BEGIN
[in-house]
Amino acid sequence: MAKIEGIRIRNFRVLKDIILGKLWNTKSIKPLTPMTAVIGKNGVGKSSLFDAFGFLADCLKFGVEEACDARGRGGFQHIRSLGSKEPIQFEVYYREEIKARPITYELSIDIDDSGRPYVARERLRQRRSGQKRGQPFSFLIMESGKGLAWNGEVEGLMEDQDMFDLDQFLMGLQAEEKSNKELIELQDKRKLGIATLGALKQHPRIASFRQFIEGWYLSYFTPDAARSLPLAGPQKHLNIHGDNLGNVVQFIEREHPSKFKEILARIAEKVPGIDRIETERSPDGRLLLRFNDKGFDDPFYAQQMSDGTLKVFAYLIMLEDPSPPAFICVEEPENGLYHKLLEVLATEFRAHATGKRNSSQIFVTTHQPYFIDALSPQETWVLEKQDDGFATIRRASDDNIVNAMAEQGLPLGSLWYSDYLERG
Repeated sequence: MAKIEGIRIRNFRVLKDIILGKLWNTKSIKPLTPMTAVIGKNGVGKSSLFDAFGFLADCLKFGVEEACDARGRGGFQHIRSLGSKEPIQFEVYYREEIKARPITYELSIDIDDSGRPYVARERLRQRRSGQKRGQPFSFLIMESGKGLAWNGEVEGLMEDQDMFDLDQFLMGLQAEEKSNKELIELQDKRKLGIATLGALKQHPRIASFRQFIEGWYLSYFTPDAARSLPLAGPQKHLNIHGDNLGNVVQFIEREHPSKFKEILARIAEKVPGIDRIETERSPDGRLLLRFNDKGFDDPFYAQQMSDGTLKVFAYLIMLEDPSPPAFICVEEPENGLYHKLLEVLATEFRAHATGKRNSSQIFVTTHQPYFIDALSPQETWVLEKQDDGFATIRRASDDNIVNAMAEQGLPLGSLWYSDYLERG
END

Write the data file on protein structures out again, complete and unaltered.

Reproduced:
[in-house]
Amino acid sequence: MAKIEGIRIRNFRVLKDIILGKLWNTKSIKPLTPMTAVIGKNGVGKSSLFDAFGFLADCLKFGVEEACDARGRGGFQHIRSLGSKEPIQFEVYYREEIKARPITYELSIDIDDSGRPYVARERLRQRRSGQKRGQPFSFLIMESGKGLAWNGEVEGLMEDQDMFDLDQFLMGLQAEEKSNKELIELQDKRKLGIATLGALKQHPRIASFRQFIEGWYLSYFTPDAARSLPLAGPQKHLNIHGDNLGNVVQFIEREHPSKFKEILARIAEKVPGIDRIETERSPDGRLLLRFNDKGFDDPFYAQQMSDGTLKVFAYLIMLEDPSPPAFICVEEPENGLYHKLLEVLATEFRAHATGKRNSSQIFVTTHQPYFIDALSPQETWVLEKQDDGFATIRRASDDNIVNAMAEQGLPLGSLWYSDYLERG
Repeated sequence: MAKIEGIRIRNFRVLKDIILGKLWNTKSIKPLTPMTAVIGKNGVGKSSLFDAFGFLADCLKFGVEEACDARGRGGFQHIRSLGSKEPIQFEVYYREEIKARPITYELSIDIDDSGRPYVARERLRQRRSGQKRGQPFSFLIMESGKGLAWNGEVEGLMEDQDMFDLDQFLMGLQAEEKSNKELIELQDKRKLGIATLGALKQHPRIASFRQFIEGWYLSYFTPDAARSLPLAGPQKHLNIHGDNLGNVVQFIEREHPSKFKEILARIAEKVPGIDRIETERSPDGRLLLRFNDKGFDDPFYAQQMSDGTLKVFAYLIMLEDPSPPAFICVEEPENGLYHKLLEVLATEFRAHATGKRNSSQIFVTTHQPYFIDALSPQETWVLEKQDDGFATIRRASDDNIVNAMAEQGLPLGSLWYSDYLERG